A Comparative Study of Intravenous Clonidine and Dexmedetomidine on Characteristics of Bupivacaine Spinal Anesthesia
Intravenous Clonidine and Dexmedetomidine on Characteristics of Bupivacaine Spinal Anesthesia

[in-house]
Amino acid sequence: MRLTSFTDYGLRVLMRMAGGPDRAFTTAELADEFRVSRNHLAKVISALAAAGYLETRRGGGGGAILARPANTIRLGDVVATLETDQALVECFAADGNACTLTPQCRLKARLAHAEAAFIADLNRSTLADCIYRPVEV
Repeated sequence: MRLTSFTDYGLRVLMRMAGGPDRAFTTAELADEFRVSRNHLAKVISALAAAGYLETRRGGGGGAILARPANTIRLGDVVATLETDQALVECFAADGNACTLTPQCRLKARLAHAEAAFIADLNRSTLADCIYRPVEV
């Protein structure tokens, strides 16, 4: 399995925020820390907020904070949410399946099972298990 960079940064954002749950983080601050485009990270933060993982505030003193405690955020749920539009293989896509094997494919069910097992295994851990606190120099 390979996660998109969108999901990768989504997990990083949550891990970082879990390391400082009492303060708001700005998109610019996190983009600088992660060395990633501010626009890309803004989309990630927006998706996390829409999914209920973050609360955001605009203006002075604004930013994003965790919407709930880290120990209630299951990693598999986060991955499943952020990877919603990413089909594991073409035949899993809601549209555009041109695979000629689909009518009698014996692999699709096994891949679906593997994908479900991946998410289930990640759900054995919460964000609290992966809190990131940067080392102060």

Background: Spinal anesthesia with bupivacaine is administered routinely for lower abdominal and lower limb surgeries. The ensuing nerve block is sufficient to ensure patient’s well being, while motor block facilitates the surgeon’s work. In patients receiving spinal anaesthesia, with local anesthetic agents like bupivacaine, the addition of another drug as adjuvant prolongs the analgesia. The present study is designed to study the effect of dexmedetomidine (D) and Clonidine (C) on the duration of motor and sensory block as well as postoperative analgesia by intrathecal bupivacaine in patients undergoing lower limb orthopedic surgery. Subjects and Methods: This study was carried out on 90 patients in the age group of 18 to 50 years, belonging to the American Society of Anesthesiologists(ASA) physical status I and II presenting for lower limb orthopedic surgery were included in the study. Patients were divided randomly into 3 groups. Group D received 1μg kg-1of dexmedetomidine, group C received 2 μg kg-1 of clonidine and group NS Control group received an equivalent amount of normal saline. Results: From the current study we observed that single dose of 1 μg kg-1 dexmedetomidine over 20 minutes started 20 minutes after spinal block and a single dose of 2 μg kg-1 Clonidine resulted in a significant prolongation of time to two-segment regression, postoperative analgesia, sensory block and motor block with the maintenance of hemodynamic parameters. Intravenous dexmedetomidine was more effective than Clonidine at the prolongation of time to two-segment regression, postoperative analgesia, sensory block and motor block of spinal anesthesia with 0.5% hyperbaric bupivacaine. Conclusion: Dexmedetomidine (1μg kg-1) in comparison to Clonidine (2 μg kg-1) and placebo is far more effective in the motor blockade, sensory blockade and duration of postoperative analgesia.
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